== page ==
North Macedonia continues to enhance its ability to screen for terrorists as part of a comprehensive approach to border security, with support and cooperation from the United States. In February, North Macedonia committed to implementation of the use of API/PNR data to screen for known or suspected terrorists and/or criminals.
Countering the Financing of Terrorism: North Macedonia is a member of MONEYVAL. North Macedonia’s FIU, the Financial Intelligence Office (FIO), is a member of the Egmont Group. In 2019, the government adopted necessary bylaws to the Law on Restrictive Measures, including Guidelines for the Implementation of Financial Restrictive Measures Against Terrorism and Proliferation; a decision for establishment of a coordinative body to monitor implementation of restrictive measures; and a rulebook on maintaining a list of designated persons against whom financial measures for terrorism have been introduced. The FIO, in cooperation with the NCCVECT, prepared guidance for NGOs regarding their exposure risk to terrorism financing. The Council for AML/CFT gathered about 100 representatives from the public and private sectors to update the National Risk Assessment (NRA), using World Bank methodology. The updated NRA and accompanying Action Plan are with the government, awaiting endorsement and then parliamentary approval. Jordan provided the FIO with grant funding to upgrade its software for the exchange of data on designated individuals and entities of terrorism financing concern. The FIO received six suspicious transaction reports for terrorist financing in 2019 and submitted them to relevant institutions for further processing.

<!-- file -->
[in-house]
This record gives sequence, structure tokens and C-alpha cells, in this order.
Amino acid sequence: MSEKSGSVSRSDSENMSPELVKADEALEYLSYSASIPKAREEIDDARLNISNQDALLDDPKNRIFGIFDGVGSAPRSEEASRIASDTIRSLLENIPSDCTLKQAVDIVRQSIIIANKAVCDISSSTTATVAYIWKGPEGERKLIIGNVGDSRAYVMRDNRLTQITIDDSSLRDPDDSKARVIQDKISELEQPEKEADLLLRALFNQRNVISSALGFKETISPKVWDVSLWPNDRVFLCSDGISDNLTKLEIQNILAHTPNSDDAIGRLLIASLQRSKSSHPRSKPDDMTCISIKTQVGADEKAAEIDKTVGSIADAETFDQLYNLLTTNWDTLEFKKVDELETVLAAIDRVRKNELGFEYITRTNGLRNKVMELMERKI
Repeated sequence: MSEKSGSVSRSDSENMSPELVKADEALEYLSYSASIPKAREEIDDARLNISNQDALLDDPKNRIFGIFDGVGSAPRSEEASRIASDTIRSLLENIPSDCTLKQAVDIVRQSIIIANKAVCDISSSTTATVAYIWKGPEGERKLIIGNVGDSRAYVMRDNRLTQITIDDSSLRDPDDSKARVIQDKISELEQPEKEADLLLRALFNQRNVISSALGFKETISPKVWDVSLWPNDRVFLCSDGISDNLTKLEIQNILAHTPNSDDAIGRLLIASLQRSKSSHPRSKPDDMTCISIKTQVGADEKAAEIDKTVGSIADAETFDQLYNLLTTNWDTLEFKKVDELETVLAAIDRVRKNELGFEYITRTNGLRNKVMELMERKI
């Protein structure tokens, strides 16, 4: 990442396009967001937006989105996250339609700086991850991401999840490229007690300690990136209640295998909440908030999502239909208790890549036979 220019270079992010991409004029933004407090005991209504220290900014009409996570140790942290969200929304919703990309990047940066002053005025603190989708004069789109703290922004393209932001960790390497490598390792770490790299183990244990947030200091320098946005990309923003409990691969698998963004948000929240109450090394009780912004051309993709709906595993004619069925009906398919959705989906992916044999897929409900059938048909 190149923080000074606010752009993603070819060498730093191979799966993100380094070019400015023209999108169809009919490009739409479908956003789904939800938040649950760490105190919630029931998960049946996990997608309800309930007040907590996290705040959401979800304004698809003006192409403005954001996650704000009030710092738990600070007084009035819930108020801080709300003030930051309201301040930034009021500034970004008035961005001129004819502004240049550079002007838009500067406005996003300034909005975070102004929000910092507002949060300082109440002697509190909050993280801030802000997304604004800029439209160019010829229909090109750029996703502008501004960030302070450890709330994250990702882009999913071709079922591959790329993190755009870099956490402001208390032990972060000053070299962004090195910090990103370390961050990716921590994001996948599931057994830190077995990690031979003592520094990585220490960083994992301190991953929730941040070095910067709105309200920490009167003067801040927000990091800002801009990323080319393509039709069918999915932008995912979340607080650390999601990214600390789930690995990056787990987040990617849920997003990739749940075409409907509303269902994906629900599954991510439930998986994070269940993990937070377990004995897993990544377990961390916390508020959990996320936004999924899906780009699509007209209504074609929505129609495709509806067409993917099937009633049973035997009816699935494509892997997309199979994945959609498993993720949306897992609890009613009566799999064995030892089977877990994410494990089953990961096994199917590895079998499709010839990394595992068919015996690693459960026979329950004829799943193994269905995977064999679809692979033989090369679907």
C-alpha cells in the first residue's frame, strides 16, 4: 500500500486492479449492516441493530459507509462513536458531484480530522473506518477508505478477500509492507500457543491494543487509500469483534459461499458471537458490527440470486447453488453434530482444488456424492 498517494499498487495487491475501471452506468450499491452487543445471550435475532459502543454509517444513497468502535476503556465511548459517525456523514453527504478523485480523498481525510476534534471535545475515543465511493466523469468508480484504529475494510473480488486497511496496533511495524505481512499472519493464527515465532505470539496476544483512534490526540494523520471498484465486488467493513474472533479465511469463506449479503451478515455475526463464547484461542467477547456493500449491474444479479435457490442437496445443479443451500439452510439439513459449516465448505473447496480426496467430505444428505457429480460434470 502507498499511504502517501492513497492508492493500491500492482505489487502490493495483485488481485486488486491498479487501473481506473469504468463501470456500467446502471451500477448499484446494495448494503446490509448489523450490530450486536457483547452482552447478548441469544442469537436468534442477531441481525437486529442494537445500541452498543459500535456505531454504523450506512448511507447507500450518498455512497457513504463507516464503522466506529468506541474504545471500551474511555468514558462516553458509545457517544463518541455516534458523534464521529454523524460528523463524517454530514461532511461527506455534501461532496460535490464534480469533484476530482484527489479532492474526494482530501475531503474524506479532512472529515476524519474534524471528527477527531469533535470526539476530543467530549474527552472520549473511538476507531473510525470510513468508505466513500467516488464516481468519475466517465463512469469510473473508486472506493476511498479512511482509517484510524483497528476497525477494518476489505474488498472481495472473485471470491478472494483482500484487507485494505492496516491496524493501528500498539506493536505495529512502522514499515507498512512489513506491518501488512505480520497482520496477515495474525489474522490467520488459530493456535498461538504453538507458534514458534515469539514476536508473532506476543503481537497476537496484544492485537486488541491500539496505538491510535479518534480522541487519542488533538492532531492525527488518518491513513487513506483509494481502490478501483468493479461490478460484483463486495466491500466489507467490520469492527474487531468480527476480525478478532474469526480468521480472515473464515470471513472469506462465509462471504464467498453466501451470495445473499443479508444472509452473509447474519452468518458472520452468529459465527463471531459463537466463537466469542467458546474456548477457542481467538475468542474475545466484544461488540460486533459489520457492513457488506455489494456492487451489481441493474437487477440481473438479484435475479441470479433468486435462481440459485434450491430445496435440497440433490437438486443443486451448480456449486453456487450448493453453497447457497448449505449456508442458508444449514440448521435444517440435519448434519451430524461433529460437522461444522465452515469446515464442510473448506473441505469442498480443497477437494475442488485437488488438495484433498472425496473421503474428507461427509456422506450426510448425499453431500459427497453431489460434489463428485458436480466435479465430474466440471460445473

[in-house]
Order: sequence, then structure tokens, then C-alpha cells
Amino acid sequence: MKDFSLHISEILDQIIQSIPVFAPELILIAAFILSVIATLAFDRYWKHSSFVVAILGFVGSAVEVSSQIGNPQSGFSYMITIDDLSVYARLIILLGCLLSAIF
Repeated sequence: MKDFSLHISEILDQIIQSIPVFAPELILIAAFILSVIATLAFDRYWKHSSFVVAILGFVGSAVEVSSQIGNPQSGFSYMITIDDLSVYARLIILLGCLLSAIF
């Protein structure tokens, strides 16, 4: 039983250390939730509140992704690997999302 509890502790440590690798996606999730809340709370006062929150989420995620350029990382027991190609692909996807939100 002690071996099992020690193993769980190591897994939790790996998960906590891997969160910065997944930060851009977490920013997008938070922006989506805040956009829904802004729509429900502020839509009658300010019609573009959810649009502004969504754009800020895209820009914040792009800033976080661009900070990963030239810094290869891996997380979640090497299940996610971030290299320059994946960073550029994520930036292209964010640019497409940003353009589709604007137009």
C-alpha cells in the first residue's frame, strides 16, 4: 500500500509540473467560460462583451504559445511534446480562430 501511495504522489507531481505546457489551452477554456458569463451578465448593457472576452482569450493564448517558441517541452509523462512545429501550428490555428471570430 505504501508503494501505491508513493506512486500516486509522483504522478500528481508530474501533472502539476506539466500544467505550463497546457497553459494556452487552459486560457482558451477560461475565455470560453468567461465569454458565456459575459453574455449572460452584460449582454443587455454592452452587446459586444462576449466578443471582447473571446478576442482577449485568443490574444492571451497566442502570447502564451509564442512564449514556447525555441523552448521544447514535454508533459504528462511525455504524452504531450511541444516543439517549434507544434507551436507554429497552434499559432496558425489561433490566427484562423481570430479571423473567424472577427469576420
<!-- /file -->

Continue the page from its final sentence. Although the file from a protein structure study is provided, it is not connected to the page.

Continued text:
Countering Violent Extremism: The government continued to implement the action plan associated with the National CVE Strategy, adopted in March 2018. The NCCVECT assessed the level of implementation as “satisfactory.” In partnership with the OSCE, the NCCVECT organized a series of roundtables across the country to raise awareness around the national CT and CVE strategies and action plans. The NCCVECT assisted the multi-stakeholder Community Action Teams established in Kichevo, Gostivar, and Cair (a municipality in the capital city of Skopje), to develop and implement their Action Plans focused on preventing terrorist radicalization and recruitment. With support from the SCN, Kumanovo also established a Community Action Team in September. The municipalities of Aracinovo, Cair, Gostivar, Kicevo, Kumanovo, Ohrid, Struga, and Tetovo are members of the SCN.